BRIDGE OF HOPE
There is an old Wynona and Naomi Judd song which says “love can build a bridge.” Perhaps that was not how or why the free Bridge Medical Clinic in Harrisburg was named in August of 2000 when it was established in Eldorado, but the clinic creates a bridge between the indigent employed and medical care they need.
Bridge Medical Clinic was moved to its present location 715 East Church Street in Harrisburg in 2004. It is a clinic providing free medical treatment, Slav testing, x-ray testing, and medication to the qualifying working poor of Saline and Gallatin counties. All of the services are possible through grants, donations, and volunteer staff.
Officer Manager Joan Harper, who came on board in August of 2005 as a volunteer is one of only two paid employees. She became an employee in February, 2006. Paid for twenty hours, she and her faithful volunteer helper, husband Jack, put in thirty to thirty-five hours per week to accomplish the enormous amount of work involved in keeping the clinic running. Even that extra volunteer time added to the paid time is not enough to keep everything done, according to Harper. “I couldn’t do it without him,” she said of her husband.
A prime example of who can benefit from the free services is a sixty-two year old woman of Carrier Mills, who came in Friday afternoon to apply for free benefits. She had been commuting to another county to work, many miles from her home and the gasoline expense caused her to have to give up full time work there, lose her health benefits and take part time work in Harrisburg.
Eligibility for the service applied to the woman because she fit the criteria of being eighteen to sixty-four years of age and employed.
“I get to see these people, who would not normally go to a doctor, getting help now,” Harper said. “They wouldn’t otherwise get medication.”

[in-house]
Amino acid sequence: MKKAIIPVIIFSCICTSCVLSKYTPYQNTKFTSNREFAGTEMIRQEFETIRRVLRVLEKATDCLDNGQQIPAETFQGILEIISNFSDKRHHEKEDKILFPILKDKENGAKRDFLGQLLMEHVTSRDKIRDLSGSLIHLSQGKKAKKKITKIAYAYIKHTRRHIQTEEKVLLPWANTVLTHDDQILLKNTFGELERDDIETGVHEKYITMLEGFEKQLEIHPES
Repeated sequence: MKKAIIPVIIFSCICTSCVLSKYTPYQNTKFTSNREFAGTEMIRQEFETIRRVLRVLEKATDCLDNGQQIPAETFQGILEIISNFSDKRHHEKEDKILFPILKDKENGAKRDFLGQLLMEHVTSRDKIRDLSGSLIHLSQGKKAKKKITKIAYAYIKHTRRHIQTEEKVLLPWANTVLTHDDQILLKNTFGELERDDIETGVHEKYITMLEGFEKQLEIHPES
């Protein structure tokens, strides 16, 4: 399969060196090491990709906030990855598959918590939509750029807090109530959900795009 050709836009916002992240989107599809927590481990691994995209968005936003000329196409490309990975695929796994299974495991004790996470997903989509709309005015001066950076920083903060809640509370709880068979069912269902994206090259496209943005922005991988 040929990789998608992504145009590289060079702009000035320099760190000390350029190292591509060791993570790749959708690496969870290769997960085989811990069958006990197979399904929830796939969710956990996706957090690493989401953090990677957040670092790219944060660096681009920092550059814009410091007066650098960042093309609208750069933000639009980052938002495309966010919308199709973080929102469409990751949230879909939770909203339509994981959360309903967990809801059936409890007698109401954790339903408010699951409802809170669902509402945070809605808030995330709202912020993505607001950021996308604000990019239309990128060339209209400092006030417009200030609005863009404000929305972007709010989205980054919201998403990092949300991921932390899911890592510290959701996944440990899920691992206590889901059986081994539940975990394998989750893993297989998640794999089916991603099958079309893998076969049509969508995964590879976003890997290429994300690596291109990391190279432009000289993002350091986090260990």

Harper, assisted by one other employee, Lynette Seets of Junction, an original worker from the Eldorado location, oversees the operation. The services provide for those falling within the Federal Poverty Guidelines, and who live in Saline and Gallatin counties.
Without clinics such as Bridge, staffed with volunteer physicians, nurses, laboratory technicians, pharmacists, and secretarial help sharing the duties on clinic nights, many in the area would do without simply because they cannot afford the doctor bill and/or medication prescribed. The United States has forty-four million employed people without medical coverage.
Bridge Clinic currently has eighty-eight active patients receiving treatment at the clinic and each week the clinic accepts four new patients. It is estimated that by this time next year, the clinic will be serving at least 300 new uninsured patients. If all eligible persons were aware of the clinic and its free services for the employed indigent in the two counties, the clinic could possibly be overrun. Not everyone is aware of the free service.